Chapter 9: South Asia
Identifying the Boundaries
Of the world’s seven continents, Asia is the largest. Its physical landscapes, political units, and ethnic groups are both wide-ranging and many. Besides Russia, Southwest Asia, and Central Asia, which have been addressed in previous lessons, Asian regions include South Asia, East Asia, and Southeast Asia.
South Asia extends south from the main part of the continent to the Indian Ocean. The principal boundaries of South Asia are the Indian Ocean, the Himalayas, and Afghanistan. The Arabian Sea borders Pakistan and India to the west, and the Bay of Bengal borders India and Bangladesh to the east. The western boundary is the desert region where Pakistan shares a border with Iran.
The realm was the birthplace of two of the world’s great religions, Hinduism and Buddhism, but there are also immense Muslim populations and large groups of followers of various other religions as well. Hinduism, Islam, and Buddhism are the top three religions of South Asia. While Pakistan and Iran are both Islamic republics, each represents a significant branch of that faith; Iran is predominantly Shia, and Pakistan is mostly Sunni. Religious differences are also evident on the eastern border of the realm, where Bangladesh and India share a border with Myanmar. Bangladesh is mainly a Muslim country, while most in India align themselves with Hinduism. In Myanmar, most follow Buddhist traditions. In addition, Sikhism is a major religion in the Punjab region, which is located on India’s northern border with Pakistan.
The countries of South Asia include Sri Lanka, India, Bangladesh, Bhutan, Nepal, Pakistan, and the Maldives. The Himalayas, separating South Asia from East Asia along the border of China’s autonomous region of Tibet, are the highest mountains in the world and the dominant physical feature of the northern rim of South Asia. Other countries that share the Himalayas include Nepal, Bhutan, India, and Pakistan. Farther north along the Himalayan range, the traditional region of Kashmir is divided between India, Pakistan, and China. On the opposite side of the Himalayas are two island countries off the coast of southern India. The first is Sri Lanka, a large tropical island off India’s southeast coast, and the other is the Republic of Maldives, an archipelago (group of islands) off the southwest coast of India. Maldives comprises almost 1,200 islands that barely rise above sea level; the highest elevation is merely seven feet, seven inches. Only about two hundred islands in the Maldives are inhabited.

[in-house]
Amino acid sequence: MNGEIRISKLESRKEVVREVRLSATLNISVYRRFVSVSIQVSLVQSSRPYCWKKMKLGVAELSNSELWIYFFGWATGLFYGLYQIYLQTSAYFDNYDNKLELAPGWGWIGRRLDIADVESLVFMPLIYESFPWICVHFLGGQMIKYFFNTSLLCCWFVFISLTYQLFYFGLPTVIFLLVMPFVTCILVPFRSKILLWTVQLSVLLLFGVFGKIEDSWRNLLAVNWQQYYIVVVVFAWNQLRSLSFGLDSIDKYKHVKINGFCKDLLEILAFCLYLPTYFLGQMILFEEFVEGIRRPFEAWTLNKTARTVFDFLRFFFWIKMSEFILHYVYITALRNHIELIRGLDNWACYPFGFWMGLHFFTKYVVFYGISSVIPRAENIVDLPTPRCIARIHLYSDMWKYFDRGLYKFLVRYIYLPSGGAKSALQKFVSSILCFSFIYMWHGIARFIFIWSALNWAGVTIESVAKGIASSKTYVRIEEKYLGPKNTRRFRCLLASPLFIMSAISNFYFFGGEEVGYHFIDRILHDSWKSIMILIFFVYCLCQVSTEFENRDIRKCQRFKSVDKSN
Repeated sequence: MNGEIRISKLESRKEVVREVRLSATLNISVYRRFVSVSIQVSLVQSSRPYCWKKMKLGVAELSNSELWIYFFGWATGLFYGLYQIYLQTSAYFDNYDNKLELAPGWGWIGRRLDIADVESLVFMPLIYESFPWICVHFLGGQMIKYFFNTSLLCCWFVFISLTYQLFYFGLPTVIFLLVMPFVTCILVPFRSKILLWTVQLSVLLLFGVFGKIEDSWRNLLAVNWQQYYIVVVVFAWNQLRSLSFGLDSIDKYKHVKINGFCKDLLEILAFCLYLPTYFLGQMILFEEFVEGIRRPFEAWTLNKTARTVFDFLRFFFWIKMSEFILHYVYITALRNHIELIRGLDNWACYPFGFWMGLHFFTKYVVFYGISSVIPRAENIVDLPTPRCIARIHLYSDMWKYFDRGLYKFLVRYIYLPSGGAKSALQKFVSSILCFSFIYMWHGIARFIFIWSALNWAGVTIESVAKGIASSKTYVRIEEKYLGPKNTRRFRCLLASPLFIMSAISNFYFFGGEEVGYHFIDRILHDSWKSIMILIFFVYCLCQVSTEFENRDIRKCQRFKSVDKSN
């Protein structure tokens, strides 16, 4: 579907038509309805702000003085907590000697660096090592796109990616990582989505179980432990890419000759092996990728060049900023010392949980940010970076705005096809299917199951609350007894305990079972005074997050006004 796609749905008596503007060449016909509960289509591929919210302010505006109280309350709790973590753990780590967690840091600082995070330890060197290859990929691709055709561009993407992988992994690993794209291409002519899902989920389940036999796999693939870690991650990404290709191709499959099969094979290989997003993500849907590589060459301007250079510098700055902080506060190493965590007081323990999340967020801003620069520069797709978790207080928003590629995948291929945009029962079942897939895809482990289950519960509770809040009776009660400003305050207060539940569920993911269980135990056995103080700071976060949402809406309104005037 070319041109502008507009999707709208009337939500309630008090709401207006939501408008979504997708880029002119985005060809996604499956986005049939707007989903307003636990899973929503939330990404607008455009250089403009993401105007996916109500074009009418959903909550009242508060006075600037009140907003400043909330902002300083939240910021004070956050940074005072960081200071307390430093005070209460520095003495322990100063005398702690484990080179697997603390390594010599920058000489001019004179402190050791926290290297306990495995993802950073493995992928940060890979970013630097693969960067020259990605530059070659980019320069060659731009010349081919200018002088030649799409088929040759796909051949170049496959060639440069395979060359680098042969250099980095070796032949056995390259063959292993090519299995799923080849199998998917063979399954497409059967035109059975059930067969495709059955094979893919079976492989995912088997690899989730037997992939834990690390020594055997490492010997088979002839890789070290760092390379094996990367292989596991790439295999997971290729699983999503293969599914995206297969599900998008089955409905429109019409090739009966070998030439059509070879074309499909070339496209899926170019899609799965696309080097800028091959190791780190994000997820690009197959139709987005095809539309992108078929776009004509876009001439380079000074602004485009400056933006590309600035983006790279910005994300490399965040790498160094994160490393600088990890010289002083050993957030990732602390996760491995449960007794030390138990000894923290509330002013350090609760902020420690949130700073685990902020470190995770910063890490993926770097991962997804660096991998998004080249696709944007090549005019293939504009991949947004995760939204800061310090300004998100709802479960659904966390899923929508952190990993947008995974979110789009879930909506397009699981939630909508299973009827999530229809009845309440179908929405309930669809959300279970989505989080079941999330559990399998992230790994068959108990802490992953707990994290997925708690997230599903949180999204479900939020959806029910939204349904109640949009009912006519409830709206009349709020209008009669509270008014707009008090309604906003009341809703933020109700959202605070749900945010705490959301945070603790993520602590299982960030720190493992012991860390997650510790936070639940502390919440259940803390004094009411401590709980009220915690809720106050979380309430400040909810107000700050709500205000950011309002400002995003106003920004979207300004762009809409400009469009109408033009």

The balancing of natural capital and population growth is and will remain a primary issue in the realm’s future. South Asia is highly populated, with about one-and-a-half billion people representing a wide range of ethnic and cultural groups. The diverse population has been brought together into political units that have roots in the realm’s colonial past, primarily under Great Britain. British colonialism had a significant impact on the realm; its long-term effects include political divisions and conflicts in places such as Kashmir and Sri Lanka.
Current globalizing forces are compelling South Asian countries to establish a trade network and institute economic policies among themselves. South Asia is not one of the three main economic core areas of the world; however, it is emerging to compete in the world marketplace. Some would call India a part of the semiperiphery, which means it is not actually in the core or in the periphery but displays qualities of both. All the same, India remains the dominant country of South Asia and shares either a physical boundary or a marine boundary with all the other countries in the realm.
All countries north of Afghanistan were once part of the former Soviet Union. During the Cold War, the South Asian countries were in the shadow of the superpowers and had to engage in diplomacy to balance their relationships between the Soviet Union and the United States. Communist China is an emerging economic power and has used Tibet as a buffer state with its rival, India. Since the collapse of the Soviet Union, Russia has been working to reestablish itself in the global economy. Like India, Russia portrays qualities of the semiperiphery. The United States has had a major impact on the affairs of the South Asian realm, even though it is physically located on the other side of the world. The United States has been at war in neighboring Afghanistan since 2001 and has also been a major economic trading partner with the countries of South Asia. Complicating the situation, the United States has developed an extensive trade relationship with neighboring China. Economic advancements and global trade have catapulted the countries of South Asia onto the world stage.